Work with adoptive families is about how to bring them together while facilitating the re-organising of the child’s and parents’ self-protective strategies to be more able to successfully co-create their life worlds. This course will be exploring issues of developmental trauma and how this leads to the development of self-protective attachment strategies.
This four day course can be a stand-alone CPD course and there is an opportunity to build on the fundamentals of working with those affected by adoption with further CPD courses that will specifically focus on working with children, working with adolescents and a third module on working with adoptive parents, working with adult adoptees, working with birth parents and a module for social workers on post adoption assessments for families
What are the aims of this CPD Adoption Course?
- To enhance awareness about how attachment styles and protective strategies of children and parents interact and co-create what happens within the family system.
- Clarify the legislative and legal framework of working with adoptive families.
- Explore the different types of adoption and how these impact those involved and the most common adoption practices in the UK.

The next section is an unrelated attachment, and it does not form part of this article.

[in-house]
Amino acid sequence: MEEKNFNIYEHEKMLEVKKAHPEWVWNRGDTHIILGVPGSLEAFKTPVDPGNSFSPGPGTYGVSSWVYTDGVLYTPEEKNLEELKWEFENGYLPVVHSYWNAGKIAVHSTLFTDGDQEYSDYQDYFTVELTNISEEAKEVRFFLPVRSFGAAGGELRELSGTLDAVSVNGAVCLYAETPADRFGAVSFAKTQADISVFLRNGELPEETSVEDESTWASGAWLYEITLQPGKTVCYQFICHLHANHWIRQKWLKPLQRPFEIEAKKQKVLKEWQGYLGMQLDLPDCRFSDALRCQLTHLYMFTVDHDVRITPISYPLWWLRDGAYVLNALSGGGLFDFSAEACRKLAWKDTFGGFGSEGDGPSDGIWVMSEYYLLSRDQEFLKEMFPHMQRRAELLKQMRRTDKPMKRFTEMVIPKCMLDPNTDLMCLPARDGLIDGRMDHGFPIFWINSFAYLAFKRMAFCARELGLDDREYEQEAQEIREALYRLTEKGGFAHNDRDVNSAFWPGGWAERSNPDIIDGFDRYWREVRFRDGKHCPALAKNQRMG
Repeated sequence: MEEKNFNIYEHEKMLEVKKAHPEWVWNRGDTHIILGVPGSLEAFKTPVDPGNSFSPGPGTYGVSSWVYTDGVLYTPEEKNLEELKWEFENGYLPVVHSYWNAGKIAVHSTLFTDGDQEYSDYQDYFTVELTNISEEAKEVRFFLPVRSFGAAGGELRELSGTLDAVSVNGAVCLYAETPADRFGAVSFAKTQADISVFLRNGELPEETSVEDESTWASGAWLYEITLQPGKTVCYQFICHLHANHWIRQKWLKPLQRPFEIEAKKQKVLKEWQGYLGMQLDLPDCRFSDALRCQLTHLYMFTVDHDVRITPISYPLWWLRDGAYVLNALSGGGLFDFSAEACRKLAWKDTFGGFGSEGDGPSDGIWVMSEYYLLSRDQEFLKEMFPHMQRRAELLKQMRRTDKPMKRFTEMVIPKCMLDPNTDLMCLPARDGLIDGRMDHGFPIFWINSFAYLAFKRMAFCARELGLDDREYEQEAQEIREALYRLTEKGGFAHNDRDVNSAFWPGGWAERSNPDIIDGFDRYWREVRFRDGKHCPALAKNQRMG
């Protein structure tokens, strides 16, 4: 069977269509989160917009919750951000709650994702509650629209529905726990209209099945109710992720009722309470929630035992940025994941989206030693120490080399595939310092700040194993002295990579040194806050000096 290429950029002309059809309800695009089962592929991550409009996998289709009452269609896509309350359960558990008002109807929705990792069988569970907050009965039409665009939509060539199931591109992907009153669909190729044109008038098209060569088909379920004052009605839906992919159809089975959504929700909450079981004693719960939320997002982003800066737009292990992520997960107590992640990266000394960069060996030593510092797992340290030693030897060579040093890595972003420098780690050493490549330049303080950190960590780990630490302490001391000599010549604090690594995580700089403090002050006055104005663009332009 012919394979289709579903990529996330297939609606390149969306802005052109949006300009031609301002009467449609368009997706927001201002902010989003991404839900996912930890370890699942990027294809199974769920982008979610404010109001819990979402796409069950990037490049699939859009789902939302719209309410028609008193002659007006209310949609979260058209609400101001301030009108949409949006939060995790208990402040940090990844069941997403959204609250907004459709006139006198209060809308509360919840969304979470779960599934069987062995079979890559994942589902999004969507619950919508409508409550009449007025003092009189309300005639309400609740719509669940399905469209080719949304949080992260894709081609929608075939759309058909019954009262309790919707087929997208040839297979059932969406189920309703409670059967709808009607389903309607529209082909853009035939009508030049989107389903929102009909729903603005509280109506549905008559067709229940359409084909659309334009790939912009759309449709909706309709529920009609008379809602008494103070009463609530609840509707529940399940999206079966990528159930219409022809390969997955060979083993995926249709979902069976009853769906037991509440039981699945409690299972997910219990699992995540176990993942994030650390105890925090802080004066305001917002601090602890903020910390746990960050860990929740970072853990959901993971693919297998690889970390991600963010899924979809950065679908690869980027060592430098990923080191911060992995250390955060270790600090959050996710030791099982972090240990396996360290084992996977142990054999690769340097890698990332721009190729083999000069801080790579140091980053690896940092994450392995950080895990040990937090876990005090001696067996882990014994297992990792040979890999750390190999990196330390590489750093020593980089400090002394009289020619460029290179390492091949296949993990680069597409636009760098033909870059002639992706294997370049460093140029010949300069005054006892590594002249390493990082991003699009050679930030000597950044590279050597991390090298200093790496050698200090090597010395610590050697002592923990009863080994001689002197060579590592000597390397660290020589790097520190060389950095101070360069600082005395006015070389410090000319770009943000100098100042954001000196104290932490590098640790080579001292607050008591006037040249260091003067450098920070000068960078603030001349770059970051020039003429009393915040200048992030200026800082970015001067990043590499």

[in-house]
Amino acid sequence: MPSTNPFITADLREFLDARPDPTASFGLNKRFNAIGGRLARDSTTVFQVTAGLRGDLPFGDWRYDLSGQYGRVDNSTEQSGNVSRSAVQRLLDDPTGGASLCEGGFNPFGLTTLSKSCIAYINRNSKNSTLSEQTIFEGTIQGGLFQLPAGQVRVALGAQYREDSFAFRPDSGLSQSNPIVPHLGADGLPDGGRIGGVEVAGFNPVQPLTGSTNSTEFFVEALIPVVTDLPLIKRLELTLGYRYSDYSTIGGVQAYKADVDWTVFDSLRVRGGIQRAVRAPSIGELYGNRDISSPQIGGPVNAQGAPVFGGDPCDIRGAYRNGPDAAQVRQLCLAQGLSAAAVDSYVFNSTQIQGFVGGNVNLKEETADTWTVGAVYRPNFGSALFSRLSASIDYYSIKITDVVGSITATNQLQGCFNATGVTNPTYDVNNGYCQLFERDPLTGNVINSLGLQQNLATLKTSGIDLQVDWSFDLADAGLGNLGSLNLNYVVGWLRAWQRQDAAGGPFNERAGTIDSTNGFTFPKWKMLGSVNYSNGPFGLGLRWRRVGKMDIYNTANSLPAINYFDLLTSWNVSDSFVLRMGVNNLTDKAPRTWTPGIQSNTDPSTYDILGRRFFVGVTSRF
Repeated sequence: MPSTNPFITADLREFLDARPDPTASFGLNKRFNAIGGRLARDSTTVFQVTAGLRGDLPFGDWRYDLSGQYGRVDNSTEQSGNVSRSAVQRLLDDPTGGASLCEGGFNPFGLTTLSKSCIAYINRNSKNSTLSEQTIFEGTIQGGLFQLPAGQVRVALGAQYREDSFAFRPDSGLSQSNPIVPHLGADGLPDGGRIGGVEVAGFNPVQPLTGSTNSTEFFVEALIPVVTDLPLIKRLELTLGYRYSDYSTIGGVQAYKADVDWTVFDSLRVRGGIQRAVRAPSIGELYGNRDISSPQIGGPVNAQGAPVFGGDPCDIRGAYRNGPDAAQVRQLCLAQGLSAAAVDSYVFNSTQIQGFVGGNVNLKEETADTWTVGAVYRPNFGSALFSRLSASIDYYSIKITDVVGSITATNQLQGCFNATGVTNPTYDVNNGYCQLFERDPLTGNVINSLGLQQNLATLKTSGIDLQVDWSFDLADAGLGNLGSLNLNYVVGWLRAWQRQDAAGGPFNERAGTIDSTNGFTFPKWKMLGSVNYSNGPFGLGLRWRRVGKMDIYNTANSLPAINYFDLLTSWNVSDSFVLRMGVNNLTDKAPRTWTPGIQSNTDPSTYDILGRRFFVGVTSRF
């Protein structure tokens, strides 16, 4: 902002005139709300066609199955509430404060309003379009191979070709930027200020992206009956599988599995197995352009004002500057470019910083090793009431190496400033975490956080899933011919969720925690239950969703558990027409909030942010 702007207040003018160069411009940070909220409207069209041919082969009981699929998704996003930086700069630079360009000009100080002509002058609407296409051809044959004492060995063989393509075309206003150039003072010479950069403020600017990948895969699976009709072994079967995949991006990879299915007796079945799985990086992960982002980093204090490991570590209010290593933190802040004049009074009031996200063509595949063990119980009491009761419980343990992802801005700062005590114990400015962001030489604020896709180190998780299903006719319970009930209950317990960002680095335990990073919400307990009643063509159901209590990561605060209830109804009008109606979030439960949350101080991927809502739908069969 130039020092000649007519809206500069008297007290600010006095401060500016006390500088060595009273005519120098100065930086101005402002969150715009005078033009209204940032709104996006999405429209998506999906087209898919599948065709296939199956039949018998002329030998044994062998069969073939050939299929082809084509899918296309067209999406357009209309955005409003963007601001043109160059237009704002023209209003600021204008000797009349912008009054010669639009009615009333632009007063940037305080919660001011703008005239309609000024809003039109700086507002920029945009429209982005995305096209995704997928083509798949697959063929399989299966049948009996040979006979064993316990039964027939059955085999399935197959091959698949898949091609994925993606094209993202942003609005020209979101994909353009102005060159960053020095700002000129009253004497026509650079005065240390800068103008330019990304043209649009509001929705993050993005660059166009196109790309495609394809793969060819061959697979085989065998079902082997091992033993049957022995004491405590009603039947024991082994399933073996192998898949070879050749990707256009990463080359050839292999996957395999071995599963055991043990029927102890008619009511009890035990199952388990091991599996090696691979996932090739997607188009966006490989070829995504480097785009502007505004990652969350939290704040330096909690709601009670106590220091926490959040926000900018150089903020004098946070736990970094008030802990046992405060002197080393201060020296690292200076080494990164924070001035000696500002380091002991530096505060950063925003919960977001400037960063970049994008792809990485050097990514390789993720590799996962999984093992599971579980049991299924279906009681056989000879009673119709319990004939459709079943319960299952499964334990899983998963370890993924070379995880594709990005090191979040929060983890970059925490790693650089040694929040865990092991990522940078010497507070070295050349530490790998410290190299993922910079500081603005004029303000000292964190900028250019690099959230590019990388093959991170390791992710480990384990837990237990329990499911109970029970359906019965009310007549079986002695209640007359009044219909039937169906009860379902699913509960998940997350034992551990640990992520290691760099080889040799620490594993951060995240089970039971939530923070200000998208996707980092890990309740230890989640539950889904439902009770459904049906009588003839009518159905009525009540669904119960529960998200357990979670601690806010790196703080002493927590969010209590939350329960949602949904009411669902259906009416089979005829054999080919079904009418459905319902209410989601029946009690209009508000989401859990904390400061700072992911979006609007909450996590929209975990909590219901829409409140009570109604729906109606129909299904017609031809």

- Explore and examine the multiple losses experienced by the child, birth family and adoptive family.
- Gain an understanding of the how current attachment theory has developed since Mary Ainsworth.
- To examine how each self-protective strategy can manifest.
- Gain an understanding of the adoption process from the perspective of the birth parents, child, the adoptive parents and social worker.
- Learn how to assess and plan effective interventions with adoptive families.
- Make use of live supervision and share experiences of working with adoptive families.
- Enhance understanding of the self-protective functions of narratives and how these are used to make meaning and perceive the world.
- Learn how to make use of theory to inform practice.
- Examine and identify practice challenges and opportunities when working with adoptive families.
- Learn how memory systems and information processing are an integral aspect of attachment.
Course dates, price and venue
Course dates: Saturday 9 & Sunday 10 November 2019 (Module 1) and Saturday 23 & Sunday 24 November 2019 (Module 2)
Course times: 9:30 start to 17:30 finish
Course duration: 4 days total, split into 2 x 2 day modules
CPD hours: 28 hours
Course commitment: 40 hours total including pre-course reading
Course price: £500.00 per attendee
Course venue: The course venue will be in Woking, Surrey (the course venue will be confirmed in due course)
For more information and to book please visit our website.